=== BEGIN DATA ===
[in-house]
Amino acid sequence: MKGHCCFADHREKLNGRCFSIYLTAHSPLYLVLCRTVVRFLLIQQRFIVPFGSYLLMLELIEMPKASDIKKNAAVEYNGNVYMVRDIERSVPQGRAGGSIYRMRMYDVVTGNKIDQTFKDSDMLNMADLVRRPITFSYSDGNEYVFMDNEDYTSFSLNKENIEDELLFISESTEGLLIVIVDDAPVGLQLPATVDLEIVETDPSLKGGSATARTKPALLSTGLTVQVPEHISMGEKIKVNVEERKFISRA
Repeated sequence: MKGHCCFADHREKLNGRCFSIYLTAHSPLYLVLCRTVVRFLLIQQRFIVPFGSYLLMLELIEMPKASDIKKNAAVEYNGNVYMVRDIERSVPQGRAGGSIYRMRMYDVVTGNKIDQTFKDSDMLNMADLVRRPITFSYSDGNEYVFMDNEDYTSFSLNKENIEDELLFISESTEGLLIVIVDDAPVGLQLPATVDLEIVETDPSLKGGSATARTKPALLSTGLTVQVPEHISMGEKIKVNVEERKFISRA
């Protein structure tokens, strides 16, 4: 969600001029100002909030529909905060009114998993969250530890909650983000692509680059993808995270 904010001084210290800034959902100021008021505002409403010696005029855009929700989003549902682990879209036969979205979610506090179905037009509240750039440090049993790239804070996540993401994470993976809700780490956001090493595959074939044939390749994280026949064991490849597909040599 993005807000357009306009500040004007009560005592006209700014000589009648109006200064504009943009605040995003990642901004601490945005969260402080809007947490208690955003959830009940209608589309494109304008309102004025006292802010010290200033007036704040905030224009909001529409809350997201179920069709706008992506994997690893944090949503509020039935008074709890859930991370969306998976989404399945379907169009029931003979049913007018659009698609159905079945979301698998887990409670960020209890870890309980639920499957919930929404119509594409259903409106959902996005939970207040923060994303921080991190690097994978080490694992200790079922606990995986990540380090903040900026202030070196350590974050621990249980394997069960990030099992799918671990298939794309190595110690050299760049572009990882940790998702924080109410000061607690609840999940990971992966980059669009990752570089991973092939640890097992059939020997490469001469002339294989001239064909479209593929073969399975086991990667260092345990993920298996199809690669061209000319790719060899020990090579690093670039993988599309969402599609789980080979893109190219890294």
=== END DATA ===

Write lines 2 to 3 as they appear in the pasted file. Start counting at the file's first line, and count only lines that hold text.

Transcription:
Amino acid sequence: MKGHCCFADHREKLNGRCFSIYLTAHSPLYLVLCRTVVRFLLIQQRFIVPFGSYLLMLELIEMPKASDIKKNAAVEYNGNVYMVRDIERSVPQGRAGGSIYRMRMYDVVTGNKIDQTFKDSDMLNMADLVRRPITFSYSDGNEYVFMDNEDYTSFSLNKENIEDELLFISESTEGLLIVIVDDAPVGLQLPATVDLEIVETDPSLKGGSATARTKPALLSTGLTVQVPEHISMGEKIKVNVEERKFISRA
Repeated sequence: MKGHCCFADHREKLNGRCFSIYLTAHSPLYLVLCRTVVRFLLIQQRFIVPFGSYLLMLELIEMPKASDIKKNAAVEYNGNVYMVRDIERSVPQGRAGGSIYRMRMYDVVTGNKIDQTFKDSDMLNMADLVRRPITFSYSDGNEYVFMDNEDYTSFSLNKENIEDELLFISESTEGLLIVIVDDAPVGLQLPATVDLEIVETDPSLKGGSATARTKPALLSTGLTVQVPEHISMGEKIKVNVEERKFISRA